precast concrete inspection and coating application

Inspection of the Precast Concrete Surface Preparation and Coating Application

Introduction – Precast concrete is cleaned and painted for both beautification and protection.  Painting may involve the use of protective coatings, stains, or water repellents.  For the materials to adhere and provide the desired service life, the quality of surface preparation and application must be assured.  This can be accomplished by thoroughly inspecting each phase of the work. 

Inspection Steps – Each step of the cleaning and painting processes for precast concrete should be monitored.  Inspections include the following, which are also applicable to other types of concrete, such as cast-in-place and floors:

  1. Concrete Defects and Damage
  2. Surface Cleanliness
  3. Surface Profile
  4. Moisture Content
  5. Coating Mixing
  6. Ambient Conditions
  7. Wet Film Thickness
  8. Dry Film Thickness (non-destructive)
  9. Dry Film Thickness (destructive)
  10. Visual Appearance and Continuity

Concrete Defects and Damage – The concrete should be inspected for adequate cure, and for defects and damage that should be repaired prior to cleaning and painting as discussed Topic 1 of this series, “Inspection of the Precast/Prestressed Concrete Fabrication Process,” specifically the section on Post-Pour Inspection.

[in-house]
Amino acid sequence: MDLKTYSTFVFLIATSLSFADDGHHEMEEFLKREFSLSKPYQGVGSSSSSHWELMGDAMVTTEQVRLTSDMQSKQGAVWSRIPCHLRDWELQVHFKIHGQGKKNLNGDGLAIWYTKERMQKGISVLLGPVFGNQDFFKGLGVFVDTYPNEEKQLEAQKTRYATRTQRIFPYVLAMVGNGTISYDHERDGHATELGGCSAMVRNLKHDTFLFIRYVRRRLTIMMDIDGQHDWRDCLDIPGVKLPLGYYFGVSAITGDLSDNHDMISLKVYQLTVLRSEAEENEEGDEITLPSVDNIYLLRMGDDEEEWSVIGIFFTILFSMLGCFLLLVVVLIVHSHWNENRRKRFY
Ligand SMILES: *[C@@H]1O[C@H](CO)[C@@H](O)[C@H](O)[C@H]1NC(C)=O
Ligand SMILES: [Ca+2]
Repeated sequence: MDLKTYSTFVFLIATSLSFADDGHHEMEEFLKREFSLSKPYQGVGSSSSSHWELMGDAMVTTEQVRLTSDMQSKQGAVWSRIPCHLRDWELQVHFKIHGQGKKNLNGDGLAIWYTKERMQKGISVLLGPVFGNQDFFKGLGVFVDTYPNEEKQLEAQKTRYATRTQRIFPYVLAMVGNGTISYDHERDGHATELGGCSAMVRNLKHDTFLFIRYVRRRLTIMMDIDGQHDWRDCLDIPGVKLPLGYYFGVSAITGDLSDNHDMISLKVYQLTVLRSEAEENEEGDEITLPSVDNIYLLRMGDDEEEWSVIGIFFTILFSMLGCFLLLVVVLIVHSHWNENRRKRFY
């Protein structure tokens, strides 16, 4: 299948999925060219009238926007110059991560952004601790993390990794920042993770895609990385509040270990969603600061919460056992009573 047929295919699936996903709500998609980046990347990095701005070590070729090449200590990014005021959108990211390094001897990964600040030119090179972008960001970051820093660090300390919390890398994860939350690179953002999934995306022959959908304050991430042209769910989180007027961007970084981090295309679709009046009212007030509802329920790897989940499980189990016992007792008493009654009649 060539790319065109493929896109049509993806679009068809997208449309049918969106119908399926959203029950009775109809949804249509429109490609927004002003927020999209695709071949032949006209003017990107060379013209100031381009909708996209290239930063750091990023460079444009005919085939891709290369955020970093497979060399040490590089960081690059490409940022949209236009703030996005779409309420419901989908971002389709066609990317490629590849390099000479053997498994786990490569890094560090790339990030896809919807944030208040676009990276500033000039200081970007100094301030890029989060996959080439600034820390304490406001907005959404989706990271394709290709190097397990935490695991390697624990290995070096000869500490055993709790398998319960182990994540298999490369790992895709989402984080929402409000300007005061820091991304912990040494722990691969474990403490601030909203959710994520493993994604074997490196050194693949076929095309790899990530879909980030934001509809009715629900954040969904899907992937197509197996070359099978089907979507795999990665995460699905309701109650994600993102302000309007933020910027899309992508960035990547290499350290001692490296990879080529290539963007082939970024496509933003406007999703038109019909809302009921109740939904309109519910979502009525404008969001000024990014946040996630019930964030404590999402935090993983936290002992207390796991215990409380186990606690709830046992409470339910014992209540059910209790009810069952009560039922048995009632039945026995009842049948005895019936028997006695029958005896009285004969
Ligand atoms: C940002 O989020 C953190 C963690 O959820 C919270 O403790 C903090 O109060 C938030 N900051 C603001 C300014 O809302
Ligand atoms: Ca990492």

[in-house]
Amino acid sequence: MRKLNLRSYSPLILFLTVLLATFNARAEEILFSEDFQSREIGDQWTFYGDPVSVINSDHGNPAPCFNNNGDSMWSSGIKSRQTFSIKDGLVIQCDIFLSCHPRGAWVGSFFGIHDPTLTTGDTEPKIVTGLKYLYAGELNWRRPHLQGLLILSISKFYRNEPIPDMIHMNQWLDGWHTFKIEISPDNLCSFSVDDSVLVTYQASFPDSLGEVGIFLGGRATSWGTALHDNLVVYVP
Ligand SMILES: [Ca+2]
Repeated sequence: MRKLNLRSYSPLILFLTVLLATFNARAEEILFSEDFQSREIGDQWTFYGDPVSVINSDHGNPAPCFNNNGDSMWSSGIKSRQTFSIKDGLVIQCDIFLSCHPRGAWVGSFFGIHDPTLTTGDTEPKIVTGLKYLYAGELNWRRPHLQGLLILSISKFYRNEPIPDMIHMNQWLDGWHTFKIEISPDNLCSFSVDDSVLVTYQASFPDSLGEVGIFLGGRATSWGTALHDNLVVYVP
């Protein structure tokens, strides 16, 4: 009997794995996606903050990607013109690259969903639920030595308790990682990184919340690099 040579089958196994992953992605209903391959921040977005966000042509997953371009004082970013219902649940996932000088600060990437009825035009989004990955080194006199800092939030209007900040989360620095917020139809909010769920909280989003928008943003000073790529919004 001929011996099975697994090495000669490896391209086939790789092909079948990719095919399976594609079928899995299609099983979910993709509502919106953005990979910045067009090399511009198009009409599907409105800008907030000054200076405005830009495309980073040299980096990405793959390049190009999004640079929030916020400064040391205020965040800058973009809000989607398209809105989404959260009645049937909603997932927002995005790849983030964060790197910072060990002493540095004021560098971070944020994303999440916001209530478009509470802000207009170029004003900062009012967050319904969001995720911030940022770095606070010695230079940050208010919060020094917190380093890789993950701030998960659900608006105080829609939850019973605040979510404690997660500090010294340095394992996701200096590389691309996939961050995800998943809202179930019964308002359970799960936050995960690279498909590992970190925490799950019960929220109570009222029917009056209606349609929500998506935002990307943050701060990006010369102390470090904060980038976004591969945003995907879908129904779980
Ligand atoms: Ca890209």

Surface Cleanliness – As discussed in Topic 2 of this series, “Preparation of Precast Concrete for Painting,” surface preparation may include one or more of the following.  The methods of cleaning are described in the ASTM standards listed below as well as International Concrete Repair Institute (ICRI) ICRI Guideline 310.2, Selecting and Specifying Concrete Surface Preparation for Sealers, Coatings and Polymer Overlays.  Guidance on the inspection of surface preparation can also be found in SSPC-SP13/NACE 6, Surface Preparation of Concrete.